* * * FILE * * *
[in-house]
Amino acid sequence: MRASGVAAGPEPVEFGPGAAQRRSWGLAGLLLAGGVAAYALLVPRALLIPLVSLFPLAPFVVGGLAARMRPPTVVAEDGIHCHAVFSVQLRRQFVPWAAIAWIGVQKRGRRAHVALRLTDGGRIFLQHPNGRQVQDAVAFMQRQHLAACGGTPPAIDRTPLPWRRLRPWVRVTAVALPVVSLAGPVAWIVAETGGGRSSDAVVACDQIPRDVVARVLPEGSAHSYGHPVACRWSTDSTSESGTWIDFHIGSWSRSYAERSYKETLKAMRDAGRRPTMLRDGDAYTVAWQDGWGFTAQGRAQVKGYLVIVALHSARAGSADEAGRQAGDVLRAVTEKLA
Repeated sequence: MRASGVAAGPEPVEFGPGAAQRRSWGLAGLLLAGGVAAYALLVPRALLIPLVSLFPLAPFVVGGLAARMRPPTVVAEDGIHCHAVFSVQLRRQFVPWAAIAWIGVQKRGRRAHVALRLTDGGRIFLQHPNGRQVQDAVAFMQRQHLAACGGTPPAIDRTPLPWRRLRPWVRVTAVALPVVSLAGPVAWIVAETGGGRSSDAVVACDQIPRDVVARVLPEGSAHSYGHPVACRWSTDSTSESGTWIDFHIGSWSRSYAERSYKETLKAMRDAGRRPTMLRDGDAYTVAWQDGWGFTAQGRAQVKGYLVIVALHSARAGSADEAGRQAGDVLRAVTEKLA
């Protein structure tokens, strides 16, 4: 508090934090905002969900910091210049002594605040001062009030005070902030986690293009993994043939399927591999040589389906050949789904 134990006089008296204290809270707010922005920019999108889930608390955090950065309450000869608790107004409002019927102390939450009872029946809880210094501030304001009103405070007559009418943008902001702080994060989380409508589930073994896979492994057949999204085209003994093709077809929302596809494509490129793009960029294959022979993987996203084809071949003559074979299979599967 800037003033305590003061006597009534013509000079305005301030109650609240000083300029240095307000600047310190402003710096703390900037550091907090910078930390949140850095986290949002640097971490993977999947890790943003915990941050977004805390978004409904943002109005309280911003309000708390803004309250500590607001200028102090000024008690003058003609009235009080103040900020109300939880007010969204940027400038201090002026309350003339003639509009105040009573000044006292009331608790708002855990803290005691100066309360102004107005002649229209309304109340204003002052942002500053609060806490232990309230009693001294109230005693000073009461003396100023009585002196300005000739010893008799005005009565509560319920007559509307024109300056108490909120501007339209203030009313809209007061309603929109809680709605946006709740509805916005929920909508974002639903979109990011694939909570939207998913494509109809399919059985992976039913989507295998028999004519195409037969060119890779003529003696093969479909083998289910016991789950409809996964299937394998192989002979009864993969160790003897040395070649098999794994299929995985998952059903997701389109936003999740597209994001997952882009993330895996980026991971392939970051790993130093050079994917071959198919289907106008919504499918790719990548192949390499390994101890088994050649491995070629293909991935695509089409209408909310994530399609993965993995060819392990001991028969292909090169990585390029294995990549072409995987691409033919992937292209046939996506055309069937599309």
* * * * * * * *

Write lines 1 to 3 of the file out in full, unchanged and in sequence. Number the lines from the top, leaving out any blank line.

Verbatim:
[in-house]
Amino acid sequence: MRASGVAAGPEPVEFGPGAAQRRSWGLAGLLLAGGVAAYALLVPRALLIPLVSLFPLAPFVVGGLAARMRPPTVVAEDGIHCHAVFSVQLRRQFVPWAAIAWIGVQKRGRRAHVALRLTDGGRIFLQHPNGRQVQDAVAFMQRQHLAACGGTPPAIDRTPLPWRRLRPWVRVTAVALPVVSLAGPVAWIVAETGGGRSSDAVVACDQIPRDVVARVLPEGSAHSYGHPVACRWSTDSTSESGTWIDFHIGSWSRSYAERSYKETLKAMRDAGRRPTMLRDGDAYTVAWQDGWGFTAQGRAQVKGYLVIVALHSARAGSADEAGRQAGDVLRAVTEKLA
Repeated sequence: MRASGVAAGPEPVEFGPGAAQRRSWGLAGLLLAGGVAAYALLVPRALLIPLVSLFPLAPFVVGGLAARMRPPTVVAEDGIHCHAVFSVQLRRQFVPWAAIAWIGVQKRGRRAHVALRLTDGGRIFLQHPNGRQVQDAVAFMQRQHLAACGGTPPAIDRTPLPWRRLRPWVRVTAVALPVVSLAGPVAWIVAETGGGRSSDAVVACDQIPRDVVARVLPEGSAHSYGHPVACRWSTDSTSESGTWIDFHIGSWSRSYAERSYKETLKAMRDAGRRPTMLRDGDAYTVAWQDGWGFTAQGRAQVKGYLVIVALHSARAGSADEAGRQAGDVLRAVTEKLA